Similarly, it might be expected that UK businesses transfer R&D to 'Other UK Organisations', a group including non profit institutions serving households (NPISH) which contains charities. However examination of the R&D ownership results finds that this sector owns less R&D than it funds. This difference may be partly explained by the existence of freely-available R&D, as charities may be more concerned with supporting particular research conducted by businesses, such as cancer or other medical research, rather than any economic gains from these. In addition, 'Other UK Organisations' are a broader group than strictly NPISH, which may obscure comparison between the two groups.
The mixed results from the ownership data may reflect the registration of patents within the UK skewing the perception of ownership towards legal rather than economic use, or may reflect companies viewing R&D as an intermediate input to further R&D. In addition, as R&D is non-rival in consumption (a business may use the R&D without reducing the ability for another firm to use the knowledge) this knowledge may be spread more widely within a business group than ownership responses suggest. In spite of these limitations, these results provide clear evidence of significant differences between funding and ownership of R&D; using the funding information alone would understate business ownership of R&D by 10 per cent and over-state government ownership of R&D by around 30 per cent.
Responses showed that 72.3 per cent of business R&D performed in the UK will be owned by their 'Own UK Business'. This category includes the not only the direct performer of the R&D activity but also any parent or sister companies that are based within the UK. To ensure that R&D capital is correctly allocated in the Supply and Use tables, it is essential to establish the industrial section1 that these businesses belong to.
To establish more accurate section allocation of R&D, it is assumed that all R&D owned by 'Own UK Business' is ultimately owned by the parent company of the R&D performer within the UK rather than any sister company. This is more likely to reflect the economic ownership of R&D than simply leaving all R&D in this category with the performer. This assumption is defensible as there is currently insufficient data available to assign ownership to any other companies within the group. Where there is no parent company, the R&D is allocated to the industry of the performer.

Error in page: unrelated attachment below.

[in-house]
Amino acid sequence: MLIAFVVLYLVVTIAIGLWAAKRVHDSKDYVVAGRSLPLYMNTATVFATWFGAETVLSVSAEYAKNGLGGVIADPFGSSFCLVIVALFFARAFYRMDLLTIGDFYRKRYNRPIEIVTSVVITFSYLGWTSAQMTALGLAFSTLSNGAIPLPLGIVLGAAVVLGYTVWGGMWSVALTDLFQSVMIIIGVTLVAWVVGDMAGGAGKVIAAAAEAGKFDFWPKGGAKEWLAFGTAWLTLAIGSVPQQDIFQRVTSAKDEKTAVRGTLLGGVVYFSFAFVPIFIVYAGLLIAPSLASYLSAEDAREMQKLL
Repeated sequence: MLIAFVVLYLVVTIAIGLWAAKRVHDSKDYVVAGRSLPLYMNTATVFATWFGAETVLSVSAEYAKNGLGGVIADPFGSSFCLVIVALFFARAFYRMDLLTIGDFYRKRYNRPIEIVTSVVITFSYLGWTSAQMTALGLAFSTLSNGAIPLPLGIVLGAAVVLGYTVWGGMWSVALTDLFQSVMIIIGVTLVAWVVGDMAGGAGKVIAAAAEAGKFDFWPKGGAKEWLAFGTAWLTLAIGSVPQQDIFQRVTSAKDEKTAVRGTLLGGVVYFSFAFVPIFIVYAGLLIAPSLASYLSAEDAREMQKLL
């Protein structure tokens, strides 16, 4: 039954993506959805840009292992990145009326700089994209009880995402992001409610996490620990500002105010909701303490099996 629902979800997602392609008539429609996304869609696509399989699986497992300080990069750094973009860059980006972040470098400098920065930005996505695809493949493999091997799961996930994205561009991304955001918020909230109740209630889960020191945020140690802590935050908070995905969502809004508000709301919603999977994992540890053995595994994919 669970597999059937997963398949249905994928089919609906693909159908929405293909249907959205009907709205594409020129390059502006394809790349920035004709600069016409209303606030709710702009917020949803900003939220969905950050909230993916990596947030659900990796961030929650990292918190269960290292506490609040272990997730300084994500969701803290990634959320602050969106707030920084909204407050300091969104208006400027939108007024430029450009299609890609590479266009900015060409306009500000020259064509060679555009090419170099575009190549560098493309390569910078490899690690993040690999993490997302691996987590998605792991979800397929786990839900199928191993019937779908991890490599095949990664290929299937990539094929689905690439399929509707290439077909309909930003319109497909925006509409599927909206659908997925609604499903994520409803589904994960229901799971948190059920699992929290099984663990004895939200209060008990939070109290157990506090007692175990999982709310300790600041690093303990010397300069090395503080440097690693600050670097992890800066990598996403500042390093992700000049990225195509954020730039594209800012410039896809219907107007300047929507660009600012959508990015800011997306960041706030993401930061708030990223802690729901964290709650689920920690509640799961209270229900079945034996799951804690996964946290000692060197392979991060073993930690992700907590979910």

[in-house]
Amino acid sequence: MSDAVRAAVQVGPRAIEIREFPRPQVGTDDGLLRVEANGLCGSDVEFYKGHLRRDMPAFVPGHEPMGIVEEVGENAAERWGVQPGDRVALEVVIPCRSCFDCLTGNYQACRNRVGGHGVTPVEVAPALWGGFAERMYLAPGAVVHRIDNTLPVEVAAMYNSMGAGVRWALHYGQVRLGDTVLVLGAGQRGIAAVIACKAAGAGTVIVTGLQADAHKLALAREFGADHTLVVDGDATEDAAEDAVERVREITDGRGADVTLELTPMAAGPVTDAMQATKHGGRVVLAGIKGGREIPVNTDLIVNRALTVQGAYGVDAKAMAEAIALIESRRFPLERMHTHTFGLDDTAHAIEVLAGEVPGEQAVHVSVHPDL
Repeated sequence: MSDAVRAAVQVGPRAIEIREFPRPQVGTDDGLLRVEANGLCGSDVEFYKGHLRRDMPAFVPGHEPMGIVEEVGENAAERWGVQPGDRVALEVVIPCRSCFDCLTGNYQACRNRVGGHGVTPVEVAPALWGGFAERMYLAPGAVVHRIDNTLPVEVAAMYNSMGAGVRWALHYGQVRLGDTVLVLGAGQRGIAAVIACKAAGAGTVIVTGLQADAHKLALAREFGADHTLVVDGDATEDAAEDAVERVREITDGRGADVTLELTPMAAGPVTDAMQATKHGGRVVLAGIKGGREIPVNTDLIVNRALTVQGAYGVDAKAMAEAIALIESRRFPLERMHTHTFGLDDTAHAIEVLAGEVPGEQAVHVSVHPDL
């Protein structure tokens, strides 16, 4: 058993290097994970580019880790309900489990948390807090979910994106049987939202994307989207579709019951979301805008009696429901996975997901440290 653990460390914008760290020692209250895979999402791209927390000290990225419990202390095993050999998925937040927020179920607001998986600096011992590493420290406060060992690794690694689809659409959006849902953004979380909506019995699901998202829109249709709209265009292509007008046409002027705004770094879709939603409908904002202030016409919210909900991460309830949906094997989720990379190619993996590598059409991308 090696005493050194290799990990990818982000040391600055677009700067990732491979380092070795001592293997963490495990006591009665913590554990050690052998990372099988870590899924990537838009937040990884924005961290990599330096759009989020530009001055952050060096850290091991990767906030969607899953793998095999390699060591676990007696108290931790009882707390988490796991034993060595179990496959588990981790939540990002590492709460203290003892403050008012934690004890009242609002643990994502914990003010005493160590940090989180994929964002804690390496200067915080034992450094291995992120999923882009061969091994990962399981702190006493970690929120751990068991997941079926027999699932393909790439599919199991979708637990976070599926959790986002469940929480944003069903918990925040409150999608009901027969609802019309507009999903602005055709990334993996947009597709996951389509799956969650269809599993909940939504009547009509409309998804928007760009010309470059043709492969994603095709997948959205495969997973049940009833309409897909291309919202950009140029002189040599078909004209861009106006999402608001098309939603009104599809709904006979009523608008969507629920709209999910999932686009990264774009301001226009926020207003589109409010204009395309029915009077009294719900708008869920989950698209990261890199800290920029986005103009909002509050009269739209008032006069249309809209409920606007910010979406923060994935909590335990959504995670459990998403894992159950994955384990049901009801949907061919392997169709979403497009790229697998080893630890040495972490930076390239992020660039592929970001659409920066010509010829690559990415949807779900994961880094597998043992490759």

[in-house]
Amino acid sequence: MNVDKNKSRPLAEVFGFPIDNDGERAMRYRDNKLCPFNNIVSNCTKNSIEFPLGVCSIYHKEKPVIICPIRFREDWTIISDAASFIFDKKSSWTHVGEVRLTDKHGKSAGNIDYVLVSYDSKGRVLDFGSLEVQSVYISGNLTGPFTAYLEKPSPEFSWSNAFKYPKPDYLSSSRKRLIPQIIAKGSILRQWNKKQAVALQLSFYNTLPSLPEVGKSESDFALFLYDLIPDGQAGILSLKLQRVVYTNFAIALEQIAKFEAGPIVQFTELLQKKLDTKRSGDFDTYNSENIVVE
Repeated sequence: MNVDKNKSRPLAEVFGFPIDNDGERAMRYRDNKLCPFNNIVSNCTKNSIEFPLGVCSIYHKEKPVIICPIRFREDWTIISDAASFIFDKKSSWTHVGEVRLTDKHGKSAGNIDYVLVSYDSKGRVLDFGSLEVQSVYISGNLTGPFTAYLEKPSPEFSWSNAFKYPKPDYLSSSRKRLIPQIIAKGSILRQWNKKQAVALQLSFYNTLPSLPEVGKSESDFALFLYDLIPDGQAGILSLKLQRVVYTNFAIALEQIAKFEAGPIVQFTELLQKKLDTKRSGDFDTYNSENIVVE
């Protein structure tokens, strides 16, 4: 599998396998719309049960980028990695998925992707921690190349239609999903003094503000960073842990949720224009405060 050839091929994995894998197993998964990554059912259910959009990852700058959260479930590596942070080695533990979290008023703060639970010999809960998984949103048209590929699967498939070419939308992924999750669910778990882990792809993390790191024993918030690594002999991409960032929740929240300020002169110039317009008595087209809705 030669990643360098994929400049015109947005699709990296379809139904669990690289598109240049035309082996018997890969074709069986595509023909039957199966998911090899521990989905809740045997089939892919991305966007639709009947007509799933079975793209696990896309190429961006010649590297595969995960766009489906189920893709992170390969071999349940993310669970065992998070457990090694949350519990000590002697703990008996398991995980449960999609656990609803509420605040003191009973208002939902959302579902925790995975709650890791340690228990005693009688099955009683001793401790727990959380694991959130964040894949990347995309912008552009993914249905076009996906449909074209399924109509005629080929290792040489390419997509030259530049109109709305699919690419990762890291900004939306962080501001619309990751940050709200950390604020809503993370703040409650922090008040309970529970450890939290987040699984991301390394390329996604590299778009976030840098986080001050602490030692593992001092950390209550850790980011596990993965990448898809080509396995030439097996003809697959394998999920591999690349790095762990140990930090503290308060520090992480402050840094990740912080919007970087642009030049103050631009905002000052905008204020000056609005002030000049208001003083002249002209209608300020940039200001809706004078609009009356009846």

All businesses in receipt of surveys from the ONS are allocated a Standard Industrial Classification (SIC) number based on their principal business activity. Where businesses undertake several activities, attempts are made to identify separate reporting units of the business and allocate them SIC numbers based on their distinct activities. Where this is not possible, a general SIC number is allocated according to the activity within the business with the largest turnover or employment. This may lead to R&D activity being assigned to a unit which may not reflect the activity of the unit using the R&D. This paper assumes that all businesses are allocated SIC numbers that accurately reflect the business activity using the R&D.
Data was split into those businesses with a parent business and those without. "Parentless" businesses had ownership directly assigned to their industrial section, whereas businesses with parents had ownership assigned to their parent’s industrial section. A matrix was constructed to analyse the flows of R&D assets between the sectors producing R&D and the owners of the resulting R&D assets. It was expected that the majority of R&D activity would fit the diagonal of the matrix, indicating that R&D assets produced in an industrial sector were also owned by business within that industrial section.
Of the 18 industrial section where data are available, 11 sectors allocate in excess of 90% R&D to the same section as the business conducting the R&D, and in an additional 5 section allocating more than 70 per cent of R&D owned by the respondent’s ‘own UK business’ remains in the same section. More detailed results cannot be presented due to disclosure considerations. These results suggest that for many industries, allocating ‘own UK business’ owned R&D capital to the industry that produced it would provide a sufficient approximation of ownership.
However, there are some instances where such an allocation may not be appropriate. Using the assumption that parent businesses own the R&D may be less useful for complex business structures. For example, R&D conducted in the Mining & Quarrying section was found to be split in ownership between the ‘Mining and Quarrying’ and ‘Wholesale and Retail Trade’ sections. This is not economically intuitive, as large mining companies may operate a wholesale arm, but it is unlikely that the R&D conducted by their mining operations would be used for developing their wholesale or retail business. Here, it appears more appropriate to allocate the ownership of this asset to the Mining and Quarrying section. Analysis of the types of R&D performed supports this assertion.
In contrast, a positive case may be made for deviating from assigning all R&D capital to the industrial section producing the R&D. Table 5 summarises some of these results for R&D declared as owned by ‘own UK businesses’ which was performed by businesses in a number of sections with parents in manufacturing:
|Wholesale & Retail Sector||14.7|
|Transport and Storage||15.8|
|Professional, Scientific and Technical Activities||18.9|
|Research & Development||17|